Over at Batflattery, Stephen ponders the nature of gadget addiction, iPod love and other 21st century obsessions.
Some of the most creative of us spend their working time persuading us that we can have it all, or at least that we can have what their clients are selling. (Spending so much time at it, no doubt, that they have no time to actually live out the precepts of their own creations.) And they are very, very good at it. The cumulative effect is a kind of life-spanning Attention Deficit Disorder, as we flit from one product to another, trying to capture the portrayed lifestyle and experience the ersatz pleasure we see acted out with such consummate skill before our eyes, but without enough precious time to invest in any of them to really make it work. Serial frustration, always falling short of the impossible dreams of advertising.
I suspect that, as someone who spends most of his time writing for consumer magazines, I’m one of the creative types he’s talking about: as the word “consumer” suggests, most magazines have an overt or covert agenda, which is “buy stuff”. The agenda’s overt with “what car”, “what camera”, “what stick” and so on, but Whether it’s Q, Empire, Word, GQ, computer magazines, Official Xbox magazine or any other title, the purpose of most consumer publishing is to persuade people to buy things. That’s not necessarily a bad thing – it keeps me in a job, for a start – but it’s important to keep your brain working when you read that a Â£500 laptop case will change your life.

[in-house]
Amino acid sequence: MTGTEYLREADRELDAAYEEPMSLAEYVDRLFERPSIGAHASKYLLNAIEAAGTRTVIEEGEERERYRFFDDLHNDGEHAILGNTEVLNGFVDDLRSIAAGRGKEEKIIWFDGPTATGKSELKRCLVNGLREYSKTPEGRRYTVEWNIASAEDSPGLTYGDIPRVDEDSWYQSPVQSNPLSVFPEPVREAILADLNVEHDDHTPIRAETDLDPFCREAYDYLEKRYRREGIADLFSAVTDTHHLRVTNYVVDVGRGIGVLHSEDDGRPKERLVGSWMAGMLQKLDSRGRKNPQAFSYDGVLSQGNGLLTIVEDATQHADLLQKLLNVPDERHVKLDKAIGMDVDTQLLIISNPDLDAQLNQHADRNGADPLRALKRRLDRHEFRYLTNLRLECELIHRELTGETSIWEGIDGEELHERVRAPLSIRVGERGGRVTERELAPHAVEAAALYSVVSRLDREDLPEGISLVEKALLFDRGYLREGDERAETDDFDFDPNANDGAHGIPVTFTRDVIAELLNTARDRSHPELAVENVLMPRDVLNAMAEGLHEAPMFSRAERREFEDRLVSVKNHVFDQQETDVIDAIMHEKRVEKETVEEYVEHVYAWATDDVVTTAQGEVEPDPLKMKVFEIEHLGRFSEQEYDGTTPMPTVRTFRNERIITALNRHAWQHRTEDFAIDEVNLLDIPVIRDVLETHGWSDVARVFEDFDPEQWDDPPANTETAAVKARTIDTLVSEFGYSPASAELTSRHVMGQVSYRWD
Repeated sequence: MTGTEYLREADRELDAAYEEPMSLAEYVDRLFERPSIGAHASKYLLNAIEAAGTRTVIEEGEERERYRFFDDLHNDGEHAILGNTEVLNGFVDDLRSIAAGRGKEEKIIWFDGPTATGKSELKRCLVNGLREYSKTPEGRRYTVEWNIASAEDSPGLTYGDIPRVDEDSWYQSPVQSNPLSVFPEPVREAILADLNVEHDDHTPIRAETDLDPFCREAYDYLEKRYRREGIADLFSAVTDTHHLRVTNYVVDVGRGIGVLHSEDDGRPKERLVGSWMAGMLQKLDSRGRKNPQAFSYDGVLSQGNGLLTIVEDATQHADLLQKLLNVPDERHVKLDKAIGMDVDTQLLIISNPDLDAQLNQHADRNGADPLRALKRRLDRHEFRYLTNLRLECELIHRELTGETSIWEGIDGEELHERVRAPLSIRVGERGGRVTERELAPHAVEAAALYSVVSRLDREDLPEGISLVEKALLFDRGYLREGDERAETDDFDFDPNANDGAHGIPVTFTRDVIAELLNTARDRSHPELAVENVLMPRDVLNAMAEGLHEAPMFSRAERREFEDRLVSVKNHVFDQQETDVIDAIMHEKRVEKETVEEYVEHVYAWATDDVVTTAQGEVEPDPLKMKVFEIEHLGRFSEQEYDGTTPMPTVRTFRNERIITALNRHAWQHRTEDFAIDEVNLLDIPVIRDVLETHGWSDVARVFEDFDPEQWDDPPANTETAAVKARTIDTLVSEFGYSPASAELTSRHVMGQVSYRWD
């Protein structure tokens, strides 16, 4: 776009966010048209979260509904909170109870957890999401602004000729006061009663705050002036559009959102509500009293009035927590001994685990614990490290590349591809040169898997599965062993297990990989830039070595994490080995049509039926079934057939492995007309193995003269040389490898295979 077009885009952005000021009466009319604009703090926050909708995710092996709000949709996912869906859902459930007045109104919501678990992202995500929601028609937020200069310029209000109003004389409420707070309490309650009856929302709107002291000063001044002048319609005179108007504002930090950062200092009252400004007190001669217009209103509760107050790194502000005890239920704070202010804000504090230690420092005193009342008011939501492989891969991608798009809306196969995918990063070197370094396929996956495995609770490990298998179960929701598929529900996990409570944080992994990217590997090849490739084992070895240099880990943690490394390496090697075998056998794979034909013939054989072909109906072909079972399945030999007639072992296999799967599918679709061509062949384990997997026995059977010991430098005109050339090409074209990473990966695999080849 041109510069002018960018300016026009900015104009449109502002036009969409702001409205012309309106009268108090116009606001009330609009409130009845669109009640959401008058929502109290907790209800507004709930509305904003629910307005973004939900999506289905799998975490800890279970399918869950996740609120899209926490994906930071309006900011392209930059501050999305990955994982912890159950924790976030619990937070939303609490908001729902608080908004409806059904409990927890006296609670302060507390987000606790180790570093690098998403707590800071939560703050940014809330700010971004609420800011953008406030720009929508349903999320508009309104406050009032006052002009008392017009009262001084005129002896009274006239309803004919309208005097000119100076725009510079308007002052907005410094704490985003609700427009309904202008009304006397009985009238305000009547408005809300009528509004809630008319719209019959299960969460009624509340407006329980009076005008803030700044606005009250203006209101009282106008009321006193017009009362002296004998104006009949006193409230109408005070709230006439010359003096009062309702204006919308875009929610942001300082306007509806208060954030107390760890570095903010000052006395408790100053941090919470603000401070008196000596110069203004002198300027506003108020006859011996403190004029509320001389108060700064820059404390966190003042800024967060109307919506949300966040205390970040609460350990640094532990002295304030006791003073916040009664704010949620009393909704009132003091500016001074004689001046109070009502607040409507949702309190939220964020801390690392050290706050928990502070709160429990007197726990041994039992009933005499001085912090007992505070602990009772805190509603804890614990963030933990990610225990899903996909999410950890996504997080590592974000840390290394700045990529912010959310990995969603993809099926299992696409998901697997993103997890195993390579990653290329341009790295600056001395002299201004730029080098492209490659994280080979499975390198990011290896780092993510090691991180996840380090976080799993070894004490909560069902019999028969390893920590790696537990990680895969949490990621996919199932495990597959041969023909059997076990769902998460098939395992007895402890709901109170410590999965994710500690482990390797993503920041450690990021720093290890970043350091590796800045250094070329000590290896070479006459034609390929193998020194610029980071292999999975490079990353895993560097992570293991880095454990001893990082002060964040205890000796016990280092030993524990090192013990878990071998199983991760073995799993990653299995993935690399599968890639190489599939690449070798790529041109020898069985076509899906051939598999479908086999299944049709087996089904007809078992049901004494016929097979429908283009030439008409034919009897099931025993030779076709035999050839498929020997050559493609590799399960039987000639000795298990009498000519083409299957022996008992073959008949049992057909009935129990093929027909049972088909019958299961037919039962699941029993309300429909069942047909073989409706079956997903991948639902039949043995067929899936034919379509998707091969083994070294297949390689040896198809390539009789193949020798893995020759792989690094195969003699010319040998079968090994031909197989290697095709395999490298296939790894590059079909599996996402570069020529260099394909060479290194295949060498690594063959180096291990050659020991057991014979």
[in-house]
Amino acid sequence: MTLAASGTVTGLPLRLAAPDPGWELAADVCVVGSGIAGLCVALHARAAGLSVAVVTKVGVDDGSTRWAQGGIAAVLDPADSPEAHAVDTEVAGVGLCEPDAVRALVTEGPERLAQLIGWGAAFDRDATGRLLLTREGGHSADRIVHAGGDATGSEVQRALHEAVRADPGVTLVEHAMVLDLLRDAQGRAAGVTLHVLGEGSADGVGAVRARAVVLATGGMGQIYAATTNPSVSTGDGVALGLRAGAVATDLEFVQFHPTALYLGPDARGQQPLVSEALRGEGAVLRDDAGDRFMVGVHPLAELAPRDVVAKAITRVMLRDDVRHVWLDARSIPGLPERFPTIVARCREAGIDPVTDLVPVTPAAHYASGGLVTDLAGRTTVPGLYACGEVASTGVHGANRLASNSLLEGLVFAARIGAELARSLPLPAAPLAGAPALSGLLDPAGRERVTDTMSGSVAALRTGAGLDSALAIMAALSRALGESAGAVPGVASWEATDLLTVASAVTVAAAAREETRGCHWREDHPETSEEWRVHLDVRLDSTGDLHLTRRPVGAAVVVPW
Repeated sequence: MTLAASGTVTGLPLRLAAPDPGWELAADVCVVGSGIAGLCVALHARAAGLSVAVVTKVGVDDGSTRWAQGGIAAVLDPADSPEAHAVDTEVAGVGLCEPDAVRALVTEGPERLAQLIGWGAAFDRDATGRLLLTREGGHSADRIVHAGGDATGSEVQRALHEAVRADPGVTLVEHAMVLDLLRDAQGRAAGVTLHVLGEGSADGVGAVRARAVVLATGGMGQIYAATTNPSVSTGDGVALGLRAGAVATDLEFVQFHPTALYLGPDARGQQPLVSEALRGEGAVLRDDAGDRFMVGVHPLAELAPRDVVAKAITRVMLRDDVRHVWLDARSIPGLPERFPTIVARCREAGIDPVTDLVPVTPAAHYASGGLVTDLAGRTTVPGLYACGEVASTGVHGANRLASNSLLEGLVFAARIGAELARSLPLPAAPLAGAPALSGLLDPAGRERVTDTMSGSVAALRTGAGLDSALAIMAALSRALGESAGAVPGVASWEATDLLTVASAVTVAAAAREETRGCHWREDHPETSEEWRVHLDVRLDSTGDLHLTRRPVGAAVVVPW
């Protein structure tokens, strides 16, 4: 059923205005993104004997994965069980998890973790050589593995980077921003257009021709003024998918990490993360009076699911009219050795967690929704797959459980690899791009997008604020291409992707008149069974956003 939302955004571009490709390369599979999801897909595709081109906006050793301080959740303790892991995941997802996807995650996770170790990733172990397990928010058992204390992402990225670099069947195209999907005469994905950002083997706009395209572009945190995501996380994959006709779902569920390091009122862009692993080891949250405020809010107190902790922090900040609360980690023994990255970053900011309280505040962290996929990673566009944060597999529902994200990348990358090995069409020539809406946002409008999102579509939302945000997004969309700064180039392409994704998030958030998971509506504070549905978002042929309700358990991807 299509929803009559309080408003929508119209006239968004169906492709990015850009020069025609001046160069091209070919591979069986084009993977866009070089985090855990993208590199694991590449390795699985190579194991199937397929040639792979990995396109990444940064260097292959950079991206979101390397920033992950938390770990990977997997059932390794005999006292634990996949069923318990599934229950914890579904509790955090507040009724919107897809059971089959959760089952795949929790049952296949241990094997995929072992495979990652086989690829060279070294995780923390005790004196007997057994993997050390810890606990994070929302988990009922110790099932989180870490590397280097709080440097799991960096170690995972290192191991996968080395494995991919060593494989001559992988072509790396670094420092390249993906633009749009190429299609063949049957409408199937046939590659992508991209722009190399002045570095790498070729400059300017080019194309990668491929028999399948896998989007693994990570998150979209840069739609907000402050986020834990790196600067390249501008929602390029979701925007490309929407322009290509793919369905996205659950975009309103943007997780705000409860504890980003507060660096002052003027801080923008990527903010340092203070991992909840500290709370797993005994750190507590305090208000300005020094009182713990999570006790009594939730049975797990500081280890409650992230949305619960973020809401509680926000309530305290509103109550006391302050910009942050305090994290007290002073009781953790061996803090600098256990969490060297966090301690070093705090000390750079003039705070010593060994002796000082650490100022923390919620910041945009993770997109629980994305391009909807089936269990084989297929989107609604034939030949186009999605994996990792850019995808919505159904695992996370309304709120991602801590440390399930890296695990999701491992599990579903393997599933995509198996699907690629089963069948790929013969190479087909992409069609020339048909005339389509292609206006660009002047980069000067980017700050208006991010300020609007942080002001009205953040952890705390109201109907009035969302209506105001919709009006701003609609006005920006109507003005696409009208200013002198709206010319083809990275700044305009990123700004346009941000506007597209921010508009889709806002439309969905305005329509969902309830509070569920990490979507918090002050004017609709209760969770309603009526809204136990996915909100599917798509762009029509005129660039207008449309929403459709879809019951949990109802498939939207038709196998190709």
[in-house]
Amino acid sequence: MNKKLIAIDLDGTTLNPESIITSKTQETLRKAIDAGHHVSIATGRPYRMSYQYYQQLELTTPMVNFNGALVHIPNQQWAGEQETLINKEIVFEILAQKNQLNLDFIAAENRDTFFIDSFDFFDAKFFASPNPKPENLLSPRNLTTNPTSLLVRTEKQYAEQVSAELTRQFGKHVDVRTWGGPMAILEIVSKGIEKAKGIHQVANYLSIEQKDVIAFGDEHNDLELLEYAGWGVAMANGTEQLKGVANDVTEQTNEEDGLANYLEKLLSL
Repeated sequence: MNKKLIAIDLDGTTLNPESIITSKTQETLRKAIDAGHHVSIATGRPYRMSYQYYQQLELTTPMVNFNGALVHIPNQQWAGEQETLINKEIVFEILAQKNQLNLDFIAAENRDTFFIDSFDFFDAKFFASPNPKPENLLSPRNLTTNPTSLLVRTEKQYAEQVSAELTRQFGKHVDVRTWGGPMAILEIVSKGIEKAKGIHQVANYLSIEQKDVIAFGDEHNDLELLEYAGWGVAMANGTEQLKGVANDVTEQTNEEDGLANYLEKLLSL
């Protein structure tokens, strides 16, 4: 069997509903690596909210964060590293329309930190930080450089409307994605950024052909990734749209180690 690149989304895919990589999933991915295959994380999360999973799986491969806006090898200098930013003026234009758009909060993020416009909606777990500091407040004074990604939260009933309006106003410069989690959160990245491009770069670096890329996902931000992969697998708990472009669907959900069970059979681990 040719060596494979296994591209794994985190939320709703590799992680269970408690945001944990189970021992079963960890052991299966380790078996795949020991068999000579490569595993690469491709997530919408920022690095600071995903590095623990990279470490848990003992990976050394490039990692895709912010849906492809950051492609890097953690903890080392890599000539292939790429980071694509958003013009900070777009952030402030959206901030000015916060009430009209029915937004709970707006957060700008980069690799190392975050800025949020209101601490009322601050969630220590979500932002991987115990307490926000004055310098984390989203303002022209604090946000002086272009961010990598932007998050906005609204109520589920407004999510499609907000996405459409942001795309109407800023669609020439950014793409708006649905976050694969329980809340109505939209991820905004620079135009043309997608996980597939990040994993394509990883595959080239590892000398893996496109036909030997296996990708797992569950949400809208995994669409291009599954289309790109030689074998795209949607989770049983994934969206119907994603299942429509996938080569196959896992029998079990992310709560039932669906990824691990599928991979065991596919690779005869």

0 responses to “If you buy this weblog your life will be better”
To be honest I was thinking of the creative types in advertising agencies when I spoke of those who create such compelling aspirational visions, which I see as the adverts that they create. While consumer magazines are obviously largely paid for by such advertising, I feel that the editorial content of such magazines must to some extent cut through the hype and bring a more realistic eye to bear on the claims of the marketing department; if they didn’t I suspect no consumer would value the publication. And I think if you have dedided not to take part in, for example, the digital camera subculture, then you probably won’t buy “What Camera”. So I see the role of magazines as guiding consumers on how to make the best choices, given their limited time and money, once they have already decided to buy. But aspirational advertising, on the other hand, there is no escape from: it’s on the TV, in the cinema, on the side of the bus. Each advertiser luring you into the dream that your life could be better, if you only bought their stuff…
Yeah, I figured you meant advertising types – but still, when you sit back and think about it it’s actually quite alarming how the world is absolutely saturated with “buy stuff” messages. Try noticing every sales message you see in a typical day – I reckon your brain will have overloaded within a few minutes. Newspaper, radio, billboards, posters, stickers on lampposts, ads on buses and on vehicles… I don’t really have a point. I’m just whingeing :-)